• “Give While You Live” Work on the cemetery resumed in the early 1900‟s. Holes where graves had been were filled in and grass was put on top of graves that still remained. Speer was particularly influential in appealing to private citizens to “Give while you live” in order to fund the construction of the Park. To generate money for a pavilion to be erected on the grounds, Mayor Speer put the park up for sale. The highest bidder would have the park named in their honor and the money collected would go directly towards the construction of the new pavilion. Walter Cheesman, known across Denver as a corrupt business man, had recently passed away and, in 1907, his widow gave Speer $100,000 for the pavilion to be built in his name. This generous donation was an attempt to improve Walter Cheesman‟s reputation posthumously.
    • Although it has been over a hundred years since the cemetery began its transformation into a park, bones are still being discovered in the surrounding area. In November 2008, work began on the new parking structure for the Denver Botanic Gardens. Construction workers were well aware what they might find when they started to dig the foundation as this land once belonged to the Hebrew section of the cemetery. They were not surprised when they uncovered bones and casket fragments in the soil. As many as fifty bones along with several caskets were discovered and work on the parking garage was suspended until all bodies were removed and relocated to Denver‟s Mt. Olivet Cemetery. “We did find bones at the site – multiple caskets were found, many of which were empty. Some had a few bones in them, some more than a few, and some bones were found in the soil.” – Michelle Weiss-Samaras, Denver chief deputy coroner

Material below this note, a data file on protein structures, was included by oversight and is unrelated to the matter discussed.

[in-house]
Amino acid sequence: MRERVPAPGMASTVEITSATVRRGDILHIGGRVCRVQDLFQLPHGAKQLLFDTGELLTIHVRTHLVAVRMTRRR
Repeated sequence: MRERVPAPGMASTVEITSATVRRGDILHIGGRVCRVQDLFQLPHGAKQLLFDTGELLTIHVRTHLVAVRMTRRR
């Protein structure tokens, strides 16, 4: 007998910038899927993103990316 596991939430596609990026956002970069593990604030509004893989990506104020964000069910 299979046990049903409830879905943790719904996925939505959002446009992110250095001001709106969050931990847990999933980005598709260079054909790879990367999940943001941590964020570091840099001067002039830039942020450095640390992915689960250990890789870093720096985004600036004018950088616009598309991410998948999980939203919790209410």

• But is Cheesman Park Haunted? There is no way to say for certain whether or not Cheesman Park is haunted. There have been reports of people feeling “cold spots” or hearing noises such as crying or moans. There has even been a picture taken at Cheesman that shows a possible apparition. However, these things can all be explained.
    • Meet Bryan Bonner and Matthew Baxter! According to Bryan Bonner, founder of the Rocky Mountain Paranormal Research Society and his partner, Matthew Baxter, there are no tools that are capable of detecting ghosts – only tools to document the presence of paranormal activity versus normal conditions. Items such as digital cameras, digital recorders, electromagnetic field (EMF) detectors and hand-held video devices are all typical tools of the trade for many ghost hunters. However, these tools are not without their faults.
    • One popular instrument used by ghost hunters is the EMF detector. Some theories suggest that a ghost will either disrupt a magnetic field or emit their own form of magnetic energy causing the detector to go off. However, Bryan Bonner explains that this type of device is only capable of detecting “man made energy.” If it is pointed towards a living being, it will not go off so it does not make sense that it would go off when pointed towards an entity. Bryan and Baxter further explain that in cases where there are high electromagnetic fields, there can be certain side effects on the human body that may produce hallucinations (both visual and auditory), feelings of paranoia and a general sense of uneasiness. These side effects are often misinterpreted as paranormal activity.